The effect of personality traits on public service motivation: evidence from Taiwan

Chyi-Lu Jang1
1Department of Political Economy, National Sun Yat-Sen University, Taiwan
Cite this article:  Jang, C.-L. (2012). The effect of personality traits on public service motivation: evidence from Taiwan. Social Behavior and Personality: An international journal, 40(5), 725-734.

Volume 40 Issue 5 | e2638 | Published: June 2012 | DOI: https://doi.org/10.2224/sbp.2012.40.5.725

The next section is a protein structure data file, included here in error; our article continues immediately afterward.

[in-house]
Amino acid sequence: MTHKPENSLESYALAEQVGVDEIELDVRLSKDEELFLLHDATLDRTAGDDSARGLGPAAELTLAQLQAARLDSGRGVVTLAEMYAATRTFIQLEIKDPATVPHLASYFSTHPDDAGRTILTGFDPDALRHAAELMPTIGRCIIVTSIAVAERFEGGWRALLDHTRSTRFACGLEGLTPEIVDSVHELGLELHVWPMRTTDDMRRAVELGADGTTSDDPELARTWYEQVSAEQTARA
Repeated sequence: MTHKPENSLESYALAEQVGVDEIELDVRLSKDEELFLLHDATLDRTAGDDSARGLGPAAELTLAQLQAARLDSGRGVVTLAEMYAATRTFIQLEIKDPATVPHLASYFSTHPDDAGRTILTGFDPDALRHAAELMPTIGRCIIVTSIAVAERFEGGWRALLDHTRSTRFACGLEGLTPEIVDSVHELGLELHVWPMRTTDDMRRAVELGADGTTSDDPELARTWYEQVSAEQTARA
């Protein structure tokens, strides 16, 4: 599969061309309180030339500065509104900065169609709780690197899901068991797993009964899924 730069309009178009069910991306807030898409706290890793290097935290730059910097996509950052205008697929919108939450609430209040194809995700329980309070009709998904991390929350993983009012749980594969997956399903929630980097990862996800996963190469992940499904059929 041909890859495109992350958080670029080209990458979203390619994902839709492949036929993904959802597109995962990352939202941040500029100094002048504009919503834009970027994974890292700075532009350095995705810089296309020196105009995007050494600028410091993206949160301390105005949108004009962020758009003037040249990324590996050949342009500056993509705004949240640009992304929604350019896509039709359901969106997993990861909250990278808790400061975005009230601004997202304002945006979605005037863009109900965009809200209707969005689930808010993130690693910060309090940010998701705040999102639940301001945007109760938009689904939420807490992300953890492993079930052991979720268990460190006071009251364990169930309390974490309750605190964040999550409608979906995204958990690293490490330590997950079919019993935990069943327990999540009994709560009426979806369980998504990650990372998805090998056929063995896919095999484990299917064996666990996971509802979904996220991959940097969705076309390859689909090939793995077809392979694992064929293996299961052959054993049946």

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The relationship between the Big Five personality traits (Costa & McCrae, 1992) and public service motivation (PSM) was examined using a questionnaire survey of 277 public servants employed by 3 local governments in Taiwan. Regression analysis results indicated that extraversion was positively related to attraction to policy making, but negatively associated with self-sacrifice. Agreeableness was positively correlated to compassion. Conscientiousness was positively related to commitment to the public interest, compassion, and self-sacrifice. Neuroticism was negatively associated with commitment to the public interest and compassion, but positively with attraction to policy making. Openness to experience was positively correlated with all dimensions of PSM. In summary, personality traits can function as strong predictors of public service motivation.

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